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Searching for Africa’s earliest Painters

  • Description
  • Storyboard
 
  00:08:55  2019  HD 16/9  Color  Sound

In southwestern Zimbabwe, the Matobo Hills are well-known for their thousands of rock art sites. Since 2017, a team of French and Zimbabwean archaeologists and rock art specialists have been studying these caves. Their goal is to date the paintings and identify the pictorial techniques used by Prehistorian artists.
This includes analysing the many tools, ropes, and rocks found in the Pomongwe Cave, one of the richest of the area. New technologies are used to reveal paintings that are now invisible to the eye. Scientists found that some walls show several layers of pigments, a sign that different artists from different periods of time have painted over older paintings. This leads to new interrogations: what is the chronology of these paintings, and did the techniques evolve with time? Meanwhile, archaeologists are studying the subsoil of the Pomongwe cave in order to date the pigments found in the sediments.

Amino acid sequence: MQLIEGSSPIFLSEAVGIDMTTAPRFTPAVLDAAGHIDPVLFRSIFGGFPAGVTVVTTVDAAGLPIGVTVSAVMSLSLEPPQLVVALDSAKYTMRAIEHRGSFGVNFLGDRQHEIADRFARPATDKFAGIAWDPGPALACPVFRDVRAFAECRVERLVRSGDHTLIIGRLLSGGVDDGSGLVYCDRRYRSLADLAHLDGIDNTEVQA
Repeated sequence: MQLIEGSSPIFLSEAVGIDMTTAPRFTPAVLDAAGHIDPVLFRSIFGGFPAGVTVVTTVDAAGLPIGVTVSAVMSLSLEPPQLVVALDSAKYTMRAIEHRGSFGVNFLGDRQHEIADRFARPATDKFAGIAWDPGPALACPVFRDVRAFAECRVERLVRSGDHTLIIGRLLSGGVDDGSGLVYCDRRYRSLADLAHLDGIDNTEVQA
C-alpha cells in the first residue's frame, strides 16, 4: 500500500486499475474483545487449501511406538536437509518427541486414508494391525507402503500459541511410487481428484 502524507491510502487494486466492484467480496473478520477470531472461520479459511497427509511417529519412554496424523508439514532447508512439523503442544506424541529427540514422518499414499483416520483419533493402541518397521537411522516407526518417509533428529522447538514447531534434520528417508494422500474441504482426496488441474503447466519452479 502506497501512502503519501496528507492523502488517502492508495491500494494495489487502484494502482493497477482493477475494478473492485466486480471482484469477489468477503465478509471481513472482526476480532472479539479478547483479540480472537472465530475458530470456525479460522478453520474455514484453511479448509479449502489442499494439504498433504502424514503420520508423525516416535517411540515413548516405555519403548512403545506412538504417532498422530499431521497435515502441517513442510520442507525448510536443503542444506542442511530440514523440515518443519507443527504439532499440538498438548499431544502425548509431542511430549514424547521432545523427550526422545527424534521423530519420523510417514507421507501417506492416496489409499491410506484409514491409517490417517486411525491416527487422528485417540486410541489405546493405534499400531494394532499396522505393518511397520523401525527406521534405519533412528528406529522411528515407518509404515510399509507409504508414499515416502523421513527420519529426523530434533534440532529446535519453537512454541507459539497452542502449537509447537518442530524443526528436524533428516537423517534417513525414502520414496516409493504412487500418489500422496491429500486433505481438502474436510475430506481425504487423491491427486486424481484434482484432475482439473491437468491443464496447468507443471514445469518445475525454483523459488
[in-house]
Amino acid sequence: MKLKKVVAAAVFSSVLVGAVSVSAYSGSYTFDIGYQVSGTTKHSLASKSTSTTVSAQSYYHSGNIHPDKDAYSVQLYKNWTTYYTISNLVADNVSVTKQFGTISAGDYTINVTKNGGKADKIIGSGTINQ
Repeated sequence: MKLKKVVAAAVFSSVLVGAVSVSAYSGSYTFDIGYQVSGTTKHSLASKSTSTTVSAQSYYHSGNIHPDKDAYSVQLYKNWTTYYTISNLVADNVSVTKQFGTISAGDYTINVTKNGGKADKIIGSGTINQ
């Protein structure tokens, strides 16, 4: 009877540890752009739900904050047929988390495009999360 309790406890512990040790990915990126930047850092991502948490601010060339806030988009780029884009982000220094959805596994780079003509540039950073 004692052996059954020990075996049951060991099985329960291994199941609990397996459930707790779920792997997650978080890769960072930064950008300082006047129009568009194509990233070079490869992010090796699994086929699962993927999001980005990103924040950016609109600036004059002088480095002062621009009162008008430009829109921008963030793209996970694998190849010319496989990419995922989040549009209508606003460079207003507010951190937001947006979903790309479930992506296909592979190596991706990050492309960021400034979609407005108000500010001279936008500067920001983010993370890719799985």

Producer : CNRS Images
 
Chief editor : BAKER Nicolas (CNRS Images, UPS CNRS, Meudon)
Director : PARSCAU Pierre de
Identification
Audiovisual processReal shots.
Voice over and interviews (live sound). Music.
PersonnalitiesBOURDIER Camille(TRACES, UMR CNRS, Université Toulouse Jean Jaurès); PORRAZ Guillaume(ArScAn, UMR CNRS, Université Paris Nanterre); DUDOGNON Carole(TRACES, UMR CNRS, Université Toulouse Jean Jaurès)
NotesTRACES: Travaux de Recherches Archéologiques sur les Cultures, les Espaces et les Sociétés
ArScAn: Archéologies et Sciences de l'Antiquité
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Zimbabwe

Technical Sheet
Number6668
PublicLarge audience
Original SupportHD
VersionFrench ; English
Ark Identifier